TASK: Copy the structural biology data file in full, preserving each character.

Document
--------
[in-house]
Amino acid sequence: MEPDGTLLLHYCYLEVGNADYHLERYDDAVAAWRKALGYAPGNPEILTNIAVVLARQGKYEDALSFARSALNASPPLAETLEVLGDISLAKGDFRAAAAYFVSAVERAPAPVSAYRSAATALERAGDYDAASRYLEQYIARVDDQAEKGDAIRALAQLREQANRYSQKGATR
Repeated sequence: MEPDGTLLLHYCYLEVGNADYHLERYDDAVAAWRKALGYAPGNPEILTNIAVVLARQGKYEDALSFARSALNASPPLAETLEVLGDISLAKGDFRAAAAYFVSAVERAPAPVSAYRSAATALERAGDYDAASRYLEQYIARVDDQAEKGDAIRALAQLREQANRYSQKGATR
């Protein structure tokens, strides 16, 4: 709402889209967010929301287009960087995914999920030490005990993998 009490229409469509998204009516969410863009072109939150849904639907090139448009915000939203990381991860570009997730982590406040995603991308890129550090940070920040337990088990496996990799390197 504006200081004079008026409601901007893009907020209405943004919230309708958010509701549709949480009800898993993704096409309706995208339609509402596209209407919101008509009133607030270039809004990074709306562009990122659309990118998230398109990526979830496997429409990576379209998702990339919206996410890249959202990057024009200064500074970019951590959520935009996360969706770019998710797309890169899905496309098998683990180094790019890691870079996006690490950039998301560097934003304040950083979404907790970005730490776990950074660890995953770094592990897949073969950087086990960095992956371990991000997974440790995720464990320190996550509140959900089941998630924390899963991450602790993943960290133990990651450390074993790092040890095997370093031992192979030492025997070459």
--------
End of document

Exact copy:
[in-house]
Amino acid sequence: MEPDGTLLLHYCYLEVGNADYHLERYDDAVAAWRKALGYAPGNPEILTNIAVVLARQGKYEDALSFARSALNASPPLAETLEVLGDISLAKGDFRAAAAYFVSAVERAPAPVSAYRSAATALERAGDYDAASRYLEQYIARVDDQAEKGDAIRALAQLREQANRYSQKGATR
Repeated sequence: MEPDGTLLLHYCYLEVGNADYHLERYDDAVAAWRKALGYAPGNPEILTNIAVVLARQGKYEDALSFARSALNASPPLAETLEVLGDISLAKGDFRAAAAYFVSAVERAPAPVSAYRSAATALERAGDYDAASRYLEQYIARVDDQAEKGDAIRALAQLREQANRYSQKGATR
């Protein structure tokens, strides 16, 4: 709402889209967010929301287009960087995914999920030490005990993998 009490229409469509998204009516969410863009072109939150849904639907090139448009915000939203990381991860570009997730982590406040995603991308890129550090940070920040337990088990496996990799390197 504006200081004079008026409601901007893009907020209405943004919230309708958010509701549709949480009800898993993704096409309706995208339609509402596209209407919101008509009133607030270039809004990074709306562009990122659309990118998230398109990526979830496997429409990576379209998702990339919206996410890249959202990057024009200064500074970019951590959520935009996360969706770019998710797309890169899905496309098998683990180094790019890691870079996006690490950039998301560097934003304040950083979404907790970005730490776990950074660890995953770094592990897949073969950087086990960095992956371990991000997974440790995720464990320190996550509140959900089941998630924390899963991450602790993943960290133990990651450390074993790092040890095997370093031992192979030492025997070459």